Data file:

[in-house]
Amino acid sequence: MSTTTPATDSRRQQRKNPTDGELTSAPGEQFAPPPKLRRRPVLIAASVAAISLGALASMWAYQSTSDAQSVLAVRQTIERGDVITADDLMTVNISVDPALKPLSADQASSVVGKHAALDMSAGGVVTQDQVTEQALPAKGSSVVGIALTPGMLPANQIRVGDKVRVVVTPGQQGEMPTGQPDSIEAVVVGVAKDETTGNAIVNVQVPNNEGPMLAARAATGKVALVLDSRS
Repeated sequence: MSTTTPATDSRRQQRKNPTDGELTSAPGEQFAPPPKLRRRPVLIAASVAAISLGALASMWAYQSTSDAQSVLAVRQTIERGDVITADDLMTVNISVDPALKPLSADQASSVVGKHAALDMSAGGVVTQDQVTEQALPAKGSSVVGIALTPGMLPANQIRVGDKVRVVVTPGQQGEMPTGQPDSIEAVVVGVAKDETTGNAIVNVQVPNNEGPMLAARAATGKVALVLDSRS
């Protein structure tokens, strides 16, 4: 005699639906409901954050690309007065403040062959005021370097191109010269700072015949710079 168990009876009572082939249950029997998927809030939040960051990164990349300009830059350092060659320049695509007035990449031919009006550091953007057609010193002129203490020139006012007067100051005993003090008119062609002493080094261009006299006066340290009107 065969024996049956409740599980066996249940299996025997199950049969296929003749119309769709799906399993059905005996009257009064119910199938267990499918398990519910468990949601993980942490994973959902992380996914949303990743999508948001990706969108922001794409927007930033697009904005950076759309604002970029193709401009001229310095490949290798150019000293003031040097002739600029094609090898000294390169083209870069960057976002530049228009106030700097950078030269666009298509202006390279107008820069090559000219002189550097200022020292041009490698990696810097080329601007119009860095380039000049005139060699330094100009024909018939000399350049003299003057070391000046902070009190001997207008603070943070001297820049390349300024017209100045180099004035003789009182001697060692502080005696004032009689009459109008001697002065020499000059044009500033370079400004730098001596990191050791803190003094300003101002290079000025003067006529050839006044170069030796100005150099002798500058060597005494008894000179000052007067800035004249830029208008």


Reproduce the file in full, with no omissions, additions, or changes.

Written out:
[in-house]
Amino acid sequence: MSTTTPATDSRRQQRKNPTDGELTSAPGEQFAPPPKLRRRPVLIAASVAAISLGALASMWAYQSTSDAQSVLAVRQTIERGDVITADDLMTVNISVDPALKPLSADQASSVVGKHAALDMSAGGVVTQDQVTEQALPAKGSSVVGIALTPGMLPANQIRVGDKVRVVVTPGQQGEMPTGQPDSIEAVVVGVAKDETTGNAIVNVQVPNNEGPMLAARAATGKVALVLDSRS
Repeated sequence: MSTTTPATDSRRQQRKNPTDGELTSAPGEQFAPPPKLRRRPVLIAASVAAISLGALASMWAYQSTSDAQSVLAVRQTIERGDVITADDLMTVNISVDPALKPLSADQASSVVGKHAALDMSAGGVVTQDQVTEQALPAKGSSVVGIALTPGMLPANQIRVGDKVRVVVTPGQQGEMPTGQPDSIEAVVVGVAKDETTGNAIVNVQVPNNEGPMLAARAATGKVALVLDSRS
């Protein structure tokens, strides 16, 4: 005699639906409901954050690309007065403040062959005021370097191109010269700072015949710079 168990009876009572082939249950029997998927809030939040960051990164990349300009830059350092060659320049695509007035990449031919009006550091953007057609010193002129203490020139006012007067100051005993003090008119062609002493080094261009006299006066340290009107 065969024996049956409740599980066996249940299996025997199950049969296929003749119309769709799906399993059905005996009257009064119910199938267990499918398990519910468990949601993980942490994973959902992380996914949303990743999508948001990706969108922001794409927007930033697009904005950076759309604002970029193709401009001229310095490949290798150019000293003031040097002739600029094609090898000294390169083209870069960057976002530049228009106030700097950078030269666009298509202006390279107008820069090559000219002189550097200022020292041009490698990696810097080329601007119009860095380039000049005139060699330094100009024909018939000399350049003299003057070391000046902070009190001997207008603070943070001297820049390349300024017209100045180099004035003789009182001697060692502080005696004032009689009459109008001697002065020499000059044009500033370079400004730098001596990191050791803190003094300003101002290079000025003067006529050839006044170069030796100005150099002798500058060597005494008894000179000052007067800035004249830029208008």